Engineering studies for fluorescent penetrant inspection with a focus on developer application methodsInsight - Non-Destructive Testing & Condition Monitoring
Publication VersionPublished Version
AbstractFluorescent penetrant inspection (FPI) is the most widely used global inspection method, playing a particularly important role in aviation. Given the contribution that reliable implementation of the FPI process can make to flight safety, the US Federal Aviation Administration (FAA) has funded a programme to assess the FPI parameters and their role in effective detection of typical flaws. Iowa State University’s Center for NDE (CNDE) has led a team that includes many industry partners from the aviation industry during this six-year programme. The industry partners have provided guidance and prioritisation input, and in many cases access to internal data, samples or use of facilities to support the programme. The focus of the programme has been on quantitative assessment of FPI performance using a combination of data gathering methods, which has included indication luminance as measured using a photometer, UV-A indication appearance using a fluorescence stereomicroscope, and in some cases the more traditional probability of detection (POD) study. Numerous studies have been completed, although results of developer studies will be the focus of this paper. Choice of indication development parameters starts with the selection of the developer form. All four forms have been evaluated during this programme: dry powder, water-soluble, water-suspendible, and nonaqueous wet developers. The results of the developer studies are presented below along with key ‘lessons learned’.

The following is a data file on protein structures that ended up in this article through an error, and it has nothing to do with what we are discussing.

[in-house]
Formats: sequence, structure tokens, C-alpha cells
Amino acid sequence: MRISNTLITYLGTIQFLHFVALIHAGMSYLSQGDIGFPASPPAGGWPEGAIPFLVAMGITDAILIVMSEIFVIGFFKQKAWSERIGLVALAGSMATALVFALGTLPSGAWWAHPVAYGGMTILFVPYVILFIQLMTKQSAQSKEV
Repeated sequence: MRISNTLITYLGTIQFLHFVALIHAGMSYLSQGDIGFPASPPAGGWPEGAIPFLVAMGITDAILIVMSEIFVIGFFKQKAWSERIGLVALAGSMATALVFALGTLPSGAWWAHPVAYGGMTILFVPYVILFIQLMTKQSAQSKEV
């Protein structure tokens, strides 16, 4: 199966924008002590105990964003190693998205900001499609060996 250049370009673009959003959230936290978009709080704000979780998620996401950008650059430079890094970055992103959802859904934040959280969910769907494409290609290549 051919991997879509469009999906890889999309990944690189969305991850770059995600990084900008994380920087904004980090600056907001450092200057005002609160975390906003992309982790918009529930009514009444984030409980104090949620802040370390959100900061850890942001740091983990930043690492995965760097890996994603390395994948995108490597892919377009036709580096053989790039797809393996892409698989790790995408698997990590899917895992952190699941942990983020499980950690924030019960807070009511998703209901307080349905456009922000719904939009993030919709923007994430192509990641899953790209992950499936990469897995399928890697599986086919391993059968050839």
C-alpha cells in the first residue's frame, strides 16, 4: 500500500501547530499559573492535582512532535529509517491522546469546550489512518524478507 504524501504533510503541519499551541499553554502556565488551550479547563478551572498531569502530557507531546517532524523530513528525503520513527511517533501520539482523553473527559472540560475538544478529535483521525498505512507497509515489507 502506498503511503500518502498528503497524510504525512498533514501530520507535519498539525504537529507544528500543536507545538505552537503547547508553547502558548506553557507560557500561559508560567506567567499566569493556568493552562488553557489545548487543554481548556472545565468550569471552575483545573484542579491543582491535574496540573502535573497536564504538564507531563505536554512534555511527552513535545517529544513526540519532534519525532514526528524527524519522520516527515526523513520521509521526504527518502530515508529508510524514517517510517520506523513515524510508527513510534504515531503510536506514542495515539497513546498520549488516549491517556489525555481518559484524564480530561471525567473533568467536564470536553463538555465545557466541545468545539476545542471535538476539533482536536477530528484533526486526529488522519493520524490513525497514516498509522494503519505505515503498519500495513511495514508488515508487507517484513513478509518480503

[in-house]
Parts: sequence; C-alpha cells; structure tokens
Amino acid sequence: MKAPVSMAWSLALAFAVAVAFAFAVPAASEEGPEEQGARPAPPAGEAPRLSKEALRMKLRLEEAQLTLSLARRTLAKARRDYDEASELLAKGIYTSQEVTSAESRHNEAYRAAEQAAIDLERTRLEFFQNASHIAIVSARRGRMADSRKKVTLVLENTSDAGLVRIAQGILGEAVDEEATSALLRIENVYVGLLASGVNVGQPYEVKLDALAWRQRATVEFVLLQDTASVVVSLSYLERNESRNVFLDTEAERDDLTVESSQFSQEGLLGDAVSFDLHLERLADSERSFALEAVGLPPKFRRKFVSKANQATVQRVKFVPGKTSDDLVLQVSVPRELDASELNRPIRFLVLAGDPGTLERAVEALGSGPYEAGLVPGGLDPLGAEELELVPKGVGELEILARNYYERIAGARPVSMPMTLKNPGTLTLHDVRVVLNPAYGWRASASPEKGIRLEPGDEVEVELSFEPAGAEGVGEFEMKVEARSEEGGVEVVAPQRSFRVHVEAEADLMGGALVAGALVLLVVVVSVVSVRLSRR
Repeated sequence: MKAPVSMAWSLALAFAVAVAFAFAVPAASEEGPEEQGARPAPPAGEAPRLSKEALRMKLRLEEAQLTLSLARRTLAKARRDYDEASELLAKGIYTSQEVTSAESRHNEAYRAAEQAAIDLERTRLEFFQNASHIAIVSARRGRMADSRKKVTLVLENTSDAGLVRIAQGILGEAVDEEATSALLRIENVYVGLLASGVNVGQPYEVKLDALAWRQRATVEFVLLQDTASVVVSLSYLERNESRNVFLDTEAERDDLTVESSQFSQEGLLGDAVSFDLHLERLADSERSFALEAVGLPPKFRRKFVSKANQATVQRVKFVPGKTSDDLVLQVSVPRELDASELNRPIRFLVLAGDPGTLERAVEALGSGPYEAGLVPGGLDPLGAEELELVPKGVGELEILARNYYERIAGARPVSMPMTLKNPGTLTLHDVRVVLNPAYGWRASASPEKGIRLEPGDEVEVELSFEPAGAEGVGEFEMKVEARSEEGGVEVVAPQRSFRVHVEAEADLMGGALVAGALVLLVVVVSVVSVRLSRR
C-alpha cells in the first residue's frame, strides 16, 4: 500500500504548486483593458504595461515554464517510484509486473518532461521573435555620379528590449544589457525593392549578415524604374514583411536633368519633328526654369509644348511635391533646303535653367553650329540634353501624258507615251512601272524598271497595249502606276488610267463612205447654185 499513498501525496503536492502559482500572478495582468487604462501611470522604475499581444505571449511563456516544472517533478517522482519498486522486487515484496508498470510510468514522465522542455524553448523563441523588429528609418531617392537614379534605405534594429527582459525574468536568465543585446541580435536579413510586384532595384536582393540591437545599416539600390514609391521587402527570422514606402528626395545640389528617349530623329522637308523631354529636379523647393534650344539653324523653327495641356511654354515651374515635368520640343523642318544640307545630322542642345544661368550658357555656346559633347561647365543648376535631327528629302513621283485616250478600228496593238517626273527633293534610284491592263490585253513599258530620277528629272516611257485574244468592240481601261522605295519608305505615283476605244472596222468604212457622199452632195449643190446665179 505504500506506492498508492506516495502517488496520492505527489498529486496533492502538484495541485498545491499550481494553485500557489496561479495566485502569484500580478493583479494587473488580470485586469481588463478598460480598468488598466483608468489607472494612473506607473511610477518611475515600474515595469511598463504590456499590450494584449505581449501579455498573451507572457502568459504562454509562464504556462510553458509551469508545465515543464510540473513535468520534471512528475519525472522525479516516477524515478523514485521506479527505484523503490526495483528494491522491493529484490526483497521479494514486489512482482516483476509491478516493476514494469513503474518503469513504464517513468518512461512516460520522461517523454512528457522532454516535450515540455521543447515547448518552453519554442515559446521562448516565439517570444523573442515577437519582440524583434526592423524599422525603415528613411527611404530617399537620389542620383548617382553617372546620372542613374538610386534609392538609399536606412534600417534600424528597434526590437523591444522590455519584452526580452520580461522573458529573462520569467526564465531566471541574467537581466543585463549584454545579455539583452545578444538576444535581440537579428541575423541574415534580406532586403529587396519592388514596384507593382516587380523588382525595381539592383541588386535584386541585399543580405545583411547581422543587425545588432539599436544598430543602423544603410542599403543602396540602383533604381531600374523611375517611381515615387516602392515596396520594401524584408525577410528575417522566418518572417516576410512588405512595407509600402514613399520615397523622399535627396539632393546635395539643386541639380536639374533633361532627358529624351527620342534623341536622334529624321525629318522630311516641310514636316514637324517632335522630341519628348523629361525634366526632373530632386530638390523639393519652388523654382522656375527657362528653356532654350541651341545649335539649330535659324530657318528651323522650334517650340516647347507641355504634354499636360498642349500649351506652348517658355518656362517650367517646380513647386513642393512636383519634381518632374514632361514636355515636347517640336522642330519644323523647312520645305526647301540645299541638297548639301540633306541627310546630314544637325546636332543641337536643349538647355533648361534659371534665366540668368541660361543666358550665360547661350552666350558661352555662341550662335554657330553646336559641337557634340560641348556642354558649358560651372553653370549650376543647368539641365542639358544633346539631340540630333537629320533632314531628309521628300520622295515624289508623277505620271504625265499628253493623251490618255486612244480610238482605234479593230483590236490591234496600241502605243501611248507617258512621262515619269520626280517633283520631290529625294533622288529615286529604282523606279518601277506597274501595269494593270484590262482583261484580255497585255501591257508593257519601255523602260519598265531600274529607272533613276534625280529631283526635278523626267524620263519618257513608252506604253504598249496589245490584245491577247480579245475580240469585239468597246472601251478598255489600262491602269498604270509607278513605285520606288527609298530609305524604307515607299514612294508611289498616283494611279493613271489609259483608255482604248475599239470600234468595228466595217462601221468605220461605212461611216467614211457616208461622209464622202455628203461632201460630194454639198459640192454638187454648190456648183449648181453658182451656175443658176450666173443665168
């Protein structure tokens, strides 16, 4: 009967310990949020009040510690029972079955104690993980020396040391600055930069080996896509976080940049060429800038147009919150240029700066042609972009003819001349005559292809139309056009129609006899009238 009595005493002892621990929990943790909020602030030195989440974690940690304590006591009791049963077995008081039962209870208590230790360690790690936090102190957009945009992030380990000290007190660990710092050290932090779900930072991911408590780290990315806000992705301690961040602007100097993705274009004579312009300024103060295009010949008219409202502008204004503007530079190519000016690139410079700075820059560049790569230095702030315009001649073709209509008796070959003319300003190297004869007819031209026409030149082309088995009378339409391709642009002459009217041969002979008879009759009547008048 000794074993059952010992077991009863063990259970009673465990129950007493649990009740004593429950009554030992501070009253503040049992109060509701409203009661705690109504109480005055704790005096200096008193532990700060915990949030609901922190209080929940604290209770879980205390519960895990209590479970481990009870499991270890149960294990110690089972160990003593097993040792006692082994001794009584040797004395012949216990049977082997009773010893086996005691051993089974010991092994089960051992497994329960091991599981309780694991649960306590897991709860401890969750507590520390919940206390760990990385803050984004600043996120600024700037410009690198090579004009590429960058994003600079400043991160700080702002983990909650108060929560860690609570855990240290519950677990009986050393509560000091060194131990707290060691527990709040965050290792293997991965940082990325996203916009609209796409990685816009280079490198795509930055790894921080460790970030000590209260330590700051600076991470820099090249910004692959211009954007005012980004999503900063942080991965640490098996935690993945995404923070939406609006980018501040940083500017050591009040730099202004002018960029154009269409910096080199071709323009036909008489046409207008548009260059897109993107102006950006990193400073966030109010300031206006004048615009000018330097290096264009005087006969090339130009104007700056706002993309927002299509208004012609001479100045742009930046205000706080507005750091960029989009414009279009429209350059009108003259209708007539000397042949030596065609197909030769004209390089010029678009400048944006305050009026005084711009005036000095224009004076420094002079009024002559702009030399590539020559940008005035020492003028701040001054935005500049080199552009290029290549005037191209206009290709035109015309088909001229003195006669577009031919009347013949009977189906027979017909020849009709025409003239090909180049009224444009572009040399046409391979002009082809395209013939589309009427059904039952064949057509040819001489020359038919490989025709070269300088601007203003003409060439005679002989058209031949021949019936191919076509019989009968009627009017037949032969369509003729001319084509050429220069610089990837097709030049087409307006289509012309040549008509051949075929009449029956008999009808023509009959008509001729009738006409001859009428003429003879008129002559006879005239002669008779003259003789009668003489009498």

RightsCreative Commons Attribution Non-commercial License
Copyright OwnerThe British Institute of Non-Destructive Testing
Citation InformationLisa Brasche, Rick Lopez, David J. Eisenmann and Keith Griffiths. "Engineering studies for fluorescent penetrant inspection with a focus on developer application methods" Insight - Non-Destructive Testing & Condition Monitoring Vol. 51 Iss. 2 (2009) p. 88 - 91
Available at: http://works.bepress.com/david-eisenmann/14/